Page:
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China miffed over UK PM's meeting with Dalai Lama
May 24, 2008 22:44 IST
China on Saturday voiced its 'strong discontent' over the meeting between British Prime Minister Gordon Brown and Tibetan spiritual leader the Dalai Lama [Images], saying it was an interference in its internal affairs and it gravely hurt the feelings of the Chinese.
"The British side, regardless of China's serious concern, allowed the Dalai Lama to visit Britain, meet Brown and other political figures and testify before a British parliamentary hearing on China's human rights," Foreign Ministry spokesman Qin Gang said.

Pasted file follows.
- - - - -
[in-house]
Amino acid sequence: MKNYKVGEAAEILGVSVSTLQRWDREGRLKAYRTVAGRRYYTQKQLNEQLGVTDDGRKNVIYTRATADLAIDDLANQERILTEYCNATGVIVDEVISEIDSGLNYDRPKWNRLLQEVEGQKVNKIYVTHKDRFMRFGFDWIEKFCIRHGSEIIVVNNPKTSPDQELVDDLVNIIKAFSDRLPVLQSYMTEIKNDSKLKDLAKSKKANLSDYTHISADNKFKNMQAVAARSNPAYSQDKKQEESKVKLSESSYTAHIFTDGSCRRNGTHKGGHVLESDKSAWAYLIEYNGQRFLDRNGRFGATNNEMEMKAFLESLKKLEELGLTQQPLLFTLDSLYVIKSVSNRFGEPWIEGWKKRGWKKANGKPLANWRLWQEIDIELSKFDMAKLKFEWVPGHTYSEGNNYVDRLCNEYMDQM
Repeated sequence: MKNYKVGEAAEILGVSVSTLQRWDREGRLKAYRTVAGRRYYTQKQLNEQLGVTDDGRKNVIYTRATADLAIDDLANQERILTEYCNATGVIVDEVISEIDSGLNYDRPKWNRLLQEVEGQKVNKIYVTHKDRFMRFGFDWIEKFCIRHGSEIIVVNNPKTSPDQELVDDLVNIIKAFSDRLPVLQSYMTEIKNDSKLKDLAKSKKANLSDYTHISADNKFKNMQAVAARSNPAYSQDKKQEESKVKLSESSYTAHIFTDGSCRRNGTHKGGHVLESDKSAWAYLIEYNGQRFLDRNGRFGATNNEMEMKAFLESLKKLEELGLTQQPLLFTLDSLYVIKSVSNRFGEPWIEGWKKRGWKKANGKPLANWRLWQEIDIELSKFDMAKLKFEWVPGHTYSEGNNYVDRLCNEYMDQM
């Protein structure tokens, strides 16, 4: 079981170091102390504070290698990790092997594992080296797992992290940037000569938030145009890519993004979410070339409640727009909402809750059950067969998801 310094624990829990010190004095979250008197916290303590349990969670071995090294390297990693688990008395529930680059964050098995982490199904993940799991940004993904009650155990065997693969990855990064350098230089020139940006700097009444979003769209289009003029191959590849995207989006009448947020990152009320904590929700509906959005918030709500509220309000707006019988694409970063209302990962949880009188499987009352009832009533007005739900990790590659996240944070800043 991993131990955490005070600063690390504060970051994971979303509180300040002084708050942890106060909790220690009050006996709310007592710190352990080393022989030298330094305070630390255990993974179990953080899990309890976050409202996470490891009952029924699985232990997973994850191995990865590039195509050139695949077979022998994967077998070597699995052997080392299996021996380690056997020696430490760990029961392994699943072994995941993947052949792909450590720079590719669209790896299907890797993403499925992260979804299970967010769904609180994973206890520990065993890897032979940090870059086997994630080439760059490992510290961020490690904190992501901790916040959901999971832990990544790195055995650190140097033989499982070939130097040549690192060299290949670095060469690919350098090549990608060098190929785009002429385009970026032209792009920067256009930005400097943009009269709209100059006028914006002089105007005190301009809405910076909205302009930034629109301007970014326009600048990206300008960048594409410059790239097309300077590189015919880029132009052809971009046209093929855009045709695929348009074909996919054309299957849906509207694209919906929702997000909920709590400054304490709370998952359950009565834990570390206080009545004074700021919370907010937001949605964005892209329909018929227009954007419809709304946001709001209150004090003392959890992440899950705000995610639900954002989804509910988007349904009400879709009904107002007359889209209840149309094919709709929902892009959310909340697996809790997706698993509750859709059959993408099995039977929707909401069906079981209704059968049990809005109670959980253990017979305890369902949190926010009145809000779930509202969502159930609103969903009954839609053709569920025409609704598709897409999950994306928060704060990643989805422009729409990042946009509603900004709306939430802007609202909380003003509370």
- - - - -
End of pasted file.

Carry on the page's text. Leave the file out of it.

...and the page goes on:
In a high point of his 11-day visit to Britain, the Dalai Lama met Brown on Friday, with the British premier's office saying Brown held 'warm and constructive' discussions.
Qin said Tibet was an inalienable part of the Chinese territory and "China opposes any country, organisation or individual to use Dalai Lama to interfere in its internal affairs".
Noting that the British government had pledged not to support Tibet [Images] independence, he said it should honour its commitment and "do more to help the long-term development of Sino-British relations and safeguard the general situation of the relationship".
Brown met the Dalai Lama at Lambeth Palace, the official residence of the Archbishop of Canterbury, inviting criticism within the country for not receiving him at Downing Street's office, in deviation of what his predecessors Tony Blair [Images] and John Major did.